There was substance to this coincidence. Knowing the power of the Anzac legend in Australian society between the wars, we can’t underrate the burden of reputation that these men felt as they entered battle for the first time. Likewise, we mustn’t diminish their growing self-confidence when they realised that they were equal to the responsibility, and their pride in their achievements in North Africa, in Greece, Crete, Syria and Lebanon. In 1941 the Australian soldier of the Second World War begin to display a distinctive character, and, in hot Mediterranean climates, his appearance altered accordingly. He wore light-coloured shirts and short shorts, and gradually acquired new weapons and equipment. From 1942, though, Asia became the main focus of Australia’s war. In New Guinea, jungle green replaced sand-coloured khaki, the slouch hat replaced the steel helmet, and weapons and equipment developed for tropical service were introduced.
The art of the official war artist Ivor Hele provides a convenient starting point for our exploration of the members of this army. Here is one of his pencil sketches, of Signaller Allan Oehlman of the 2/3rd Independent Company after a patrol near Salamaua in mid-1943. Ivor Hele, In from patrol, Signaller Allan Oehlman 1943, 38382, pencil, 53 x 31.5 cm, Australian War Memorial.
Look at his face. War is always unpleasant, uncomfortable and dangerous, with boredom, fear and exhaustion always present in varying amounts. In New Guinea the oppressive climate, impossible terrain, and endemic disease combined to burden the body and break the spirit. If we are to appreciate who the Australian soldier was and what he overcame – including, we should recall, a brave, tenacious, and unforgiving enemy – we can begin to do so by looking into works like this. We have to ask: what did this experience do to him? How did alter him, his self confidence, his identity, his being? What culture does this figure represent?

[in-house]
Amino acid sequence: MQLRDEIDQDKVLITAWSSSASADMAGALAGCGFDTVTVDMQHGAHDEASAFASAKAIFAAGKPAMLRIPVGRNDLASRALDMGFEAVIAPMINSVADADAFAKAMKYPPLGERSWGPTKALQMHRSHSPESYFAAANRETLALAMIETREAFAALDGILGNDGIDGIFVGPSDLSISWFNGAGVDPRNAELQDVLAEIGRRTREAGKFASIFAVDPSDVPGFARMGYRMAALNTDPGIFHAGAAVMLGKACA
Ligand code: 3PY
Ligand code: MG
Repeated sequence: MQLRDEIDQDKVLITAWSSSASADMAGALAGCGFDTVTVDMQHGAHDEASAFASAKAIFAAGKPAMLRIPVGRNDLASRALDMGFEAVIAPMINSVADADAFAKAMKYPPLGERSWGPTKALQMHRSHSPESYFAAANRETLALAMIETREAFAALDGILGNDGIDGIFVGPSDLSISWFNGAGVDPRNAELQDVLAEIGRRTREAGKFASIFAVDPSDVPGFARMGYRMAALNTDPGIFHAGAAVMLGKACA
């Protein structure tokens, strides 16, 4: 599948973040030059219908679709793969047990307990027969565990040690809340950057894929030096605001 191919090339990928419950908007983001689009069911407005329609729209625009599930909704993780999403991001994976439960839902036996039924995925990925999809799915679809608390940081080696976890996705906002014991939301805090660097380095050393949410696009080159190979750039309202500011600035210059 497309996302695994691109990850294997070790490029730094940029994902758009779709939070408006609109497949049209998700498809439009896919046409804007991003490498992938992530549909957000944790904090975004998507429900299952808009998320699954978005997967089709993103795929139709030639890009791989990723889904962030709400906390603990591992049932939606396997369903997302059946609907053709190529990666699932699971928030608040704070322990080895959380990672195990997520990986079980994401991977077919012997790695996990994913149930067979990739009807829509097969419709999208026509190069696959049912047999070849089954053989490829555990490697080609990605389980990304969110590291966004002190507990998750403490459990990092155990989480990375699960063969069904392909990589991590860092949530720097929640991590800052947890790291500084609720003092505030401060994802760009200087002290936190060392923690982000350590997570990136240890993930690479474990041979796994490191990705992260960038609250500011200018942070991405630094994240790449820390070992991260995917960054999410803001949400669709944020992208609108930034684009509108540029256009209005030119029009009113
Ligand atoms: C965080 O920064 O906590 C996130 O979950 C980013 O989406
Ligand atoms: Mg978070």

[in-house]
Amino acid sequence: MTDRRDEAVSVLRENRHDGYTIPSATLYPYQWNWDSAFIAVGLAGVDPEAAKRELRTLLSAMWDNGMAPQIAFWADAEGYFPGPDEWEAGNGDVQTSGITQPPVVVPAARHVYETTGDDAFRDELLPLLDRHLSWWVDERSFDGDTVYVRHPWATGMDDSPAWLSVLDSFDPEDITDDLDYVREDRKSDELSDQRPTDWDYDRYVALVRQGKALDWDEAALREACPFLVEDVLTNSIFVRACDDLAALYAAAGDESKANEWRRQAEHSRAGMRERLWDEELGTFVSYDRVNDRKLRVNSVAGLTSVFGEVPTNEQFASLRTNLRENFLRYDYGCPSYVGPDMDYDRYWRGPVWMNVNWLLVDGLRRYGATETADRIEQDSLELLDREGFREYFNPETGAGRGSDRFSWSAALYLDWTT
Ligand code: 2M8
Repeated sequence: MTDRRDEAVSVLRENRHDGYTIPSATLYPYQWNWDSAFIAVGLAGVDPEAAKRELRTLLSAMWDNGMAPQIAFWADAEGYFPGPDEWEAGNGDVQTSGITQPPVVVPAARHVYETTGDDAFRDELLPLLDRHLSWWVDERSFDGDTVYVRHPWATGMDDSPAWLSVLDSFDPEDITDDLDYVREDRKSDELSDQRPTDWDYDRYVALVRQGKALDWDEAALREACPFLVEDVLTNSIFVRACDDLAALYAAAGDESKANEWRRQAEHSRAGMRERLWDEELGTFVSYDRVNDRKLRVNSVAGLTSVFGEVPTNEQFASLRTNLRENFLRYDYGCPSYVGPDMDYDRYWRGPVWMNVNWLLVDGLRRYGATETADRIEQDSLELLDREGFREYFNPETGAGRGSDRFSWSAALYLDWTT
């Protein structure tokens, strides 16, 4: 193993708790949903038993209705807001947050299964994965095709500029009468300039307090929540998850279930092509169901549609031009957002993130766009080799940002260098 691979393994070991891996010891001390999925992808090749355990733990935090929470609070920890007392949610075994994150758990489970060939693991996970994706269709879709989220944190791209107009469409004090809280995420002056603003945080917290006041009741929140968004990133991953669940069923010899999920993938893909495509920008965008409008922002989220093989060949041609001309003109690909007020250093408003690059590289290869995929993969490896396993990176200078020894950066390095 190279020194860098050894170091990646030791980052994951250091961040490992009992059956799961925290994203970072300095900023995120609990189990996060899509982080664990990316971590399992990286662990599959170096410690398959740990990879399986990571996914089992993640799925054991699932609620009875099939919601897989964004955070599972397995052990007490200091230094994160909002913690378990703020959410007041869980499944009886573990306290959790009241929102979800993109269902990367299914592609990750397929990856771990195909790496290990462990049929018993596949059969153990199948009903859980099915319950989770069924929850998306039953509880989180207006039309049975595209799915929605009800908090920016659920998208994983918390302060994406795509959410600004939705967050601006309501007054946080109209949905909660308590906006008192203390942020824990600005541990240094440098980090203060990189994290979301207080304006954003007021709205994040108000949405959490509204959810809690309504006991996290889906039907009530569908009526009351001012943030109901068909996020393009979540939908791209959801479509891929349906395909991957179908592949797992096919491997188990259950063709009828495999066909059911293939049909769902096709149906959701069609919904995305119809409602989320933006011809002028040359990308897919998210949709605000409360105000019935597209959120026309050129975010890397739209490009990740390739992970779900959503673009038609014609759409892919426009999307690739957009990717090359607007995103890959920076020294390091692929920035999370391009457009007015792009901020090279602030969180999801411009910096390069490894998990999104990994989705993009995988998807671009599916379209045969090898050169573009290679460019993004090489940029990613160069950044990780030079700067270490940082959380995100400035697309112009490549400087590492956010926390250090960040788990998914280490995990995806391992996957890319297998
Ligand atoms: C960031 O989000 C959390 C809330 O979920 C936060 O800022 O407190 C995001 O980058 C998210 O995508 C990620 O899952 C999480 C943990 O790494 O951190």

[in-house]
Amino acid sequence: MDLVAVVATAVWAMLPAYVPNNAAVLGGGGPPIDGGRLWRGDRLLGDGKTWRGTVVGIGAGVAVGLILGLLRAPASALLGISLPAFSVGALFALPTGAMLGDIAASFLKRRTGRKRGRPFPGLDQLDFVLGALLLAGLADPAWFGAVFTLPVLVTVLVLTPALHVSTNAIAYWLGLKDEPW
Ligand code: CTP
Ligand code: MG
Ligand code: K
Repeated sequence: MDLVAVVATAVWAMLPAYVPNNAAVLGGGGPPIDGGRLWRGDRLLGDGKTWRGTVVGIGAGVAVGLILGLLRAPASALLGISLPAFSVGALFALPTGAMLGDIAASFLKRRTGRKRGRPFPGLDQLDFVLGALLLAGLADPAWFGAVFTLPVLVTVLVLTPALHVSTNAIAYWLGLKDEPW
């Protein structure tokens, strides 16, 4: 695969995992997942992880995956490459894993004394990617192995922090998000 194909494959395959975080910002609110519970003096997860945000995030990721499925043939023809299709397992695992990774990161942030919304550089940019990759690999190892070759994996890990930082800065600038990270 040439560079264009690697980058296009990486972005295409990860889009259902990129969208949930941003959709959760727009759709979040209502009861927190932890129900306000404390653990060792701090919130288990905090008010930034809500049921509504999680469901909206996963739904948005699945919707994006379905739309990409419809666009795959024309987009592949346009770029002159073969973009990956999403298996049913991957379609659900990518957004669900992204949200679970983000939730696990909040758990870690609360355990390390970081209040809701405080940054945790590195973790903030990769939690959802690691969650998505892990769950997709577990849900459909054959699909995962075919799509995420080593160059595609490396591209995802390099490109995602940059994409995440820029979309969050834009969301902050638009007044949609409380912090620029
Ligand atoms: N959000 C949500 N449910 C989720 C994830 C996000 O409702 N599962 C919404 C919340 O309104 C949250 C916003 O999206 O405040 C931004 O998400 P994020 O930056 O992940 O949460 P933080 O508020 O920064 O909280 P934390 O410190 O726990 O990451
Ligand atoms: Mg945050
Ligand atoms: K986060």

Notice Signaller Oehlman’s uniform, and especially his gaiters. The baggy jungle green pants and long canvas gaiters (adopted from the Americans) are again characteristic of this phase of the war. This look expresses so much about these men at that time in those places. It’s a look that evokes a world and a culture, one that has almost vanished.
The task of penetrating the mentality of men like this is not an easy one. There are questions of evidence and of its interpretation. Fortunately, I’m not the first person to attempt to do so. There are works which bring us closer to understanding who these men were, such as John Barrett’s We Were There and Mark Johnston’s At the Front Line. John Barrett, We Were There: Australian Soldiers of World War II Tell Their Stories, Melbourne, 1987; Mark Johnston, At the Front Line: Experiences of Australian Soldiers in World War II, Melbourne, 1996. My task today is to suggest fresh approaches to familiar evidence.
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Let me turn to the culture of Australian soldiers in the islands as expressed in slang. It’s important to grasp the language and tone of the force’s interior dialogue: it provides the aural counterpart of the art of Ivor Hele. It was a compound patois, mixing the slang of city, racetrack, and bush with phrases picked up from allies and people overseas, terms inherited from the Great War, and neologisms coined in the south-west Pacific. It has been preserved in a unique form in a list of AIF slang terms compiled by Major Alec Hill and donated to the official historian, now a part of the Gavin Long papers at the Memorial. AWM 67, 11/14, ‘Slang’. I’m delighted to acknowledge that Alec has attended this conference.